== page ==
Angela Merkel, arguably the most powerful politician in the EU stands for re-election for a third term on September 22. She hopes to continue the current coalition of her conservative Christian Democrat Union (CDU) with the pro-business liberal democrats (FDP). Competing with her is Peer Steinbrück of the center-left Social Democrats (SPD), who was also finance minister in Merkel’s government. His preferred coalition partner are the Greens. “Angie,” as Merkel is affectionately known, is hugely popular, but her party less so. Opinion polls now see a neck-and-neck race between Merkel’s coalition and the combined opposition, with recent momentum in favor of the Chancellor. The most likely election day scenarios are (1) the continuation of the current government (we think 50% chance), (2) a grand coalition of the CDU and the SPD with Merkel as Chancellor, as in 2005-2009 (30%) and (3) the scare scenario of SPD and Greens teaming up with the former communist Left Party (10%. The remaining 10% probability we attach collectively to various other coalition scenarios involving the mainstream parties).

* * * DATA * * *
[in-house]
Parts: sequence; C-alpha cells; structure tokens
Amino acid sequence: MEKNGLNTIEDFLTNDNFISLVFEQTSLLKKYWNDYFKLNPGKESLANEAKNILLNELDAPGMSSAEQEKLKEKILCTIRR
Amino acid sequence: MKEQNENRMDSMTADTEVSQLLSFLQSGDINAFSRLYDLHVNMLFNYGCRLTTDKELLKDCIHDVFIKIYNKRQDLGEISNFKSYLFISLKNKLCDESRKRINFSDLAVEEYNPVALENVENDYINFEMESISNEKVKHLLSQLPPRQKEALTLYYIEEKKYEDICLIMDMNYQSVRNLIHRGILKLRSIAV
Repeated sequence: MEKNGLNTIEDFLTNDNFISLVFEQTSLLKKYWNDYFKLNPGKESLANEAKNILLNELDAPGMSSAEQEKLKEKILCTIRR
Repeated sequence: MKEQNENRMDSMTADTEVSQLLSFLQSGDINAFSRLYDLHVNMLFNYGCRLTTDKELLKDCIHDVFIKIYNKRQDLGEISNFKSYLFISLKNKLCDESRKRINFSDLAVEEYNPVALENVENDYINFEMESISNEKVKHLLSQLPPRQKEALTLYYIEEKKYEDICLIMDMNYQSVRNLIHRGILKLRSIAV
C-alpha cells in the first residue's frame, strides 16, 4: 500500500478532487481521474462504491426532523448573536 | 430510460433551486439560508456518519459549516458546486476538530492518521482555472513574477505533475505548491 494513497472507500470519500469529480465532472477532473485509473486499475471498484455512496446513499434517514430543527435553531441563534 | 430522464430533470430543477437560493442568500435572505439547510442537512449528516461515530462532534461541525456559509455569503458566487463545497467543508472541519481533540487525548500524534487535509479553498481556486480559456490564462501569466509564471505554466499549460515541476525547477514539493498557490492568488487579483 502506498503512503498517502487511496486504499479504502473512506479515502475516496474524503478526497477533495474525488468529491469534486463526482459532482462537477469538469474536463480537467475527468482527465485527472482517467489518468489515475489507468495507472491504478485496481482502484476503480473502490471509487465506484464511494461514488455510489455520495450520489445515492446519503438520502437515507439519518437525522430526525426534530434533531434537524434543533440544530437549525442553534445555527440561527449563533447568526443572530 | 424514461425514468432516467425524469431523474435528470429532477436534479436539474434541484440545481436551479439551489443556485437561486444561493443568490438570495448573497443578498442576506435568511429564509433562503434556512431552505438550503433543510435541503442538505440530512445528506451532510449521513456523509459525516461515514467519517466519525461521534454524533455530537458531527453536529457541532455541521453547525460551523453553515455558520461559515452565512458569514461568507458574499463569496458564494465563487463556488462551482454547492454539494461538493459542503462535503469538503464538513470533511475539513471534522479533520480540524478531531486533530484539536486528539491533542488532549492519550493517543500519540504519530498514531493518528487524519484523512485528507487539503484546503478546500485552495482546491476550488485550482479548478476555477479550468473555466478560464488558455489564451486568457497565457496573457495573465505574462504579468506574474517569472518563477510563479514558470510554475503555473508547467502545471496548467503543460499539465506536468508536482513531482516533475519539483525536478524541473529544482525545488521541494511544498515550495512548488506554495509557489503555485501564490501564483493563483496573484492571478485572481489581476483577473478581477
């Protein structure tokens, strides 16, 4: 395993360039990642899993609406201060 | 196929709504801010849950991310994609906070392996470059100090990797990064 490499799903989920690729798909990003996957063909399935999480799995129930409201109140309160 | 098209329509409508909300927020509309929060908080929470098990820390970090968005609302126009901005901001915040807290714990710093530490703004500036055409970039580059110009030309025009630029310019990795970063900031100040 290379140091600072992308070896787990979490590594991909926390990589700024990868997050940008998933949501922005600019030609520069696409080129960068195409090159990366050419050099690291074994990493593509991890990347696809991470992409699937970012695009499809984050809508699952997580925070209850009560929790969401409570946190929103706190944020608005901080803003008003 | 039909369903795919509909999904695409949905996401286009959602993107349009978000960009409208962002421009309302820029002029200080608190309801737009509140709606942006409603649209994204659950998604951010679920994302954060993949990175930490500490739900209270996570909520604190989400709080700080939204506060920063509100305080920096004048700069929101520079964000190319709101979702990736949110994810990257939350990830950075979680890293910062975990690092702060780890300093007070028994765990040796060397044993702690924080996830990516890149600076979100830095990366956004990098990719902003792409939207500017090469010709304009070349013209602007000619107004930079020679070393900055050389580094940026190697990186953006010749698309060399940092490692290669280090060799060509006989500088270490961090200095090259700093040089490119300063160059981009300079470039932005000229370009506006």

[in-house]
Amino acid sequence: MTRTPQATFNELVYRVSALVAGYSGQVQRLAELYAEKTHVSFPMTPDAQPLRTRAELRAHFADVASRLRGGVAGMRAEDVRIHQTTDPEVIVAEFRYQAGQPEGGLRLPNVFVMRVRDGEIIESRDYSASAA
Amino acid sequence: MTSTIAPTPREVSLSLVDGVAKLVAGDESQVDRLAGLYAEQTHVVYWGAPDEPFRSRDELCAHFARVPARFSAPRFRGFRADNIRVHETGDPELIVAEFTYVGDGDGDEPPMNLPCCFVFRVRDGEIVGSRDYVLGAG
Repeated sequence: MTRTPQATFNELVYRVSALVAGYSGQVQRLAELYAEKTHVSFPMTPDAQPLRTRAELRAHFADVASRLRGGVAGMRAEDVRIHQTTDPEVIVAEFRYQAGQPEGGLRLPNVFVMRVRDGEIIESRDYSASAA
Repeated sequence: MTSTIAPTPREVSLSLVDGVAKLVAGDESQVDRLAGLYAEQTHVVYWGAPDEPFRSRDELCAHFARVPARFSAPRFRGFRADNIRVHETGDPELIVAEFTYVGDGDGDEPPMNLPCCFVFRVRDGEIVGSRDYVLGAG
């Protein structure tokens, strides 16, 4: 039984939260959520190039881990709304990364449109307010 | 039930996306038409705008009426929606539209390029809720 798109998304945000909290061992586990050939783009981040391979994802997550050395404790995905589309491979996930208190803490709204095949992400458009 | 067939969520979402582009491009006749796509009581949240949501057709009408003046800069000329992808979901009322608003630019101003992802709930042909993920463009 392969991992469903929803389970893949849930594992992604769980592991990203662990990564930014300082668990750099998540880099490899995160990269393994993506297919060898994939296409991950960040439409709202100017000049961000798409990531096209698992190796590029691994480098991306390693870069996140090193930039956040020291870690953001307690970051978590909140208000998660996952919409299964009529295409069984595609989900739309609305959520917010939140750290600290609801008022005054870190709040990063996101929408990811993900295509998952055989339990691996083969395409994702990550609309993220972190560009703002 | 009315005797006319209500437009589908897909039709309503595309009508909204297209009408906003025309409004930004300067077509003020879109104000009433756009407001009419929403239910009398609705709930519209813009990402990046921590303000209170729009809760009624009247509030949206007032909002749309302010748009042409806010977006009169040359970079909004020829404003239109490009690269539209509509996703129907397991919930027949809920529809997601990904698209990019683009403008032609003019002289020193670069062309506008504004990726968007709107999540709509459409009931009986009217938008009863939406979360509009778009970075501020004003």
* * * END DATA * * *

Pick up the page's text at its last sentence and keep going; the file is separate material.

The election is important for Germany’s economic future, as the parties diverge widely on important issues such as taxation. But global investors will rightly be much more concerned about the potential impact on future Eurozone policies.
Germany’s parliament (Bundestag) and the European Central Bank have proved to be the key back-stops of the Eurozone. When ECB president Mario Draghi announced on July 26, 2012 in London that the ECB would henceforth stop bond market panics in reforming Eurozone countries, it was rightly touted as a turning point of the Eurozone crisis.
Similarly, when Merkel traveled to Greece that October, she signaled that she had made up her mind to do everything necessary to keep Greece in the euro and soon ended speculation about a first country exiting from the Eurozone. That further stabilized confidence in the euro’s future.